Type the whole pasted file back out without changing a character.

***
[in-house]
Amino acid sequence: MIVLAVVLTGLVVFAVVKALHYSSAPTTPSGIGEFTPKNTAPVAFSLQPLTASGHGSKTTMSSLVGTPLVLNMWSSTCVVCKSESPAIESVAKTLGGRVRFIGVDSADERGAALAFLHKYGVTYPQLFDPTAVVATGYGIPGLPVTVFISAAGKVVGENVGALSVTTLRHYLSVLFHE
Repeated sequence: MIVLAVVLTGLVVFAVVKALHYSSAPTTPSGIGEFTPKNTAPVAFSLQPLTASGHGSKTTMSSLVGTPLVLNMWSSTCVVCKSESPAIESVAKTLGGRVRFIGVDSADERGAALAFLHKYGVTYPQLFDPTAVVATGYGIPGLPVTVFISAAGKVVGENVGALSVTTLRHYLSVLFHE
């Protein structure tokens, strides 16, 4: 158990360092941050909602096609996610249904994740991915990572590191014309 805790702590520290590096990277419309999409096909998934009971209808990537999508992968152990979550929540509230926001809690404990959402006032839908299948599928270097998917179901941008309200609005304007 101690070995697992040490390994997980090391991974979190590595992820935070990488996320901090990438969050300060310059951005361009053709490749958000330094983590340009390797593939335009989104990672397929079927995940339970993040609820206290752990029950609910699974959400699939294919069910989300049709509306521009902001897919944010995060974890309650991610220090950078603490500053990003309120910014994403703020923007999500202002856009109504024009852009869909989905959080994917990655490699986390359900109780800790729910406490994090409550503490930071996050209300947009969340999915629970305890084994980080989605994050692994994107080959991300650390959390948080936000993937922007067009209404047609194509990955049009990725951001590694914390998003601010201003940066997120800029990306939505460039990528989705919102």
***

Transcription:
[in-house]
Amino acid sequence: MIVLAVVLTGLVVFAVVKALHYSSAPTTPSGIGEFTPKNTAPVAFSLQPLTASGHGSKTTMSSLVGTPLVLNMWSSTCVVCKSESPAIESVAKTLGGRVRFIGVDSADERGAALAFLHKYGVTYPQLFDPTAVVATGYGIPGLPVTVFISAAGKVVGENVGALSVTTLRHYLSVLFHE
Repeated sequence: MIVLAVVLTGLVVFAVVKALHYSSAPTTPSGIGEFTPKNTAPVAFSLQPLTASGHGSKTTMSSLVGTPLVLNMWSSTCVVCKSESPAIESVAKTLGGRVRFIGVDSADERGAALAFLHKYGVTYPQLFDPTAVVATGYGIPGLPVTVFISAAGKVVGENVGALSVTTLRHYLSVLFHE
């Protein structure tokens, strides 16, 4: 158990360092941050909602096609996610249904994740991915990572590191014309 805790702590520290590096990277419309999409096909998934009971209808990537999508992968152990979550929540509230926001809690404990959402006032839908299948599928270097998917179901941008309200609005304007 101690070995697992040490390994997980090391991974979190590595992820935070990488996320901090990438969050300060310059951005361009053709490749958000330094983590340009390797593939335009989104990672397929079927995940339970993040609820206290752990029950609910699974959400699939294919069910989300049709509306521009902001897919944010995060974890309650991610220090950078603490500053990003309120910014994403703020923007999500202002856009109504024009852009869909989905959080994917990655490699986390359900109780800790729910406490994090409550503490930071996050209300947009969340999915629970305890084994980080989605994050692994994107080959991300650390959390948080936000993937922007067009209404047609194509990955049009990725951001590694914390998003601010201003940066997120800029990306939505460039990528989705919102």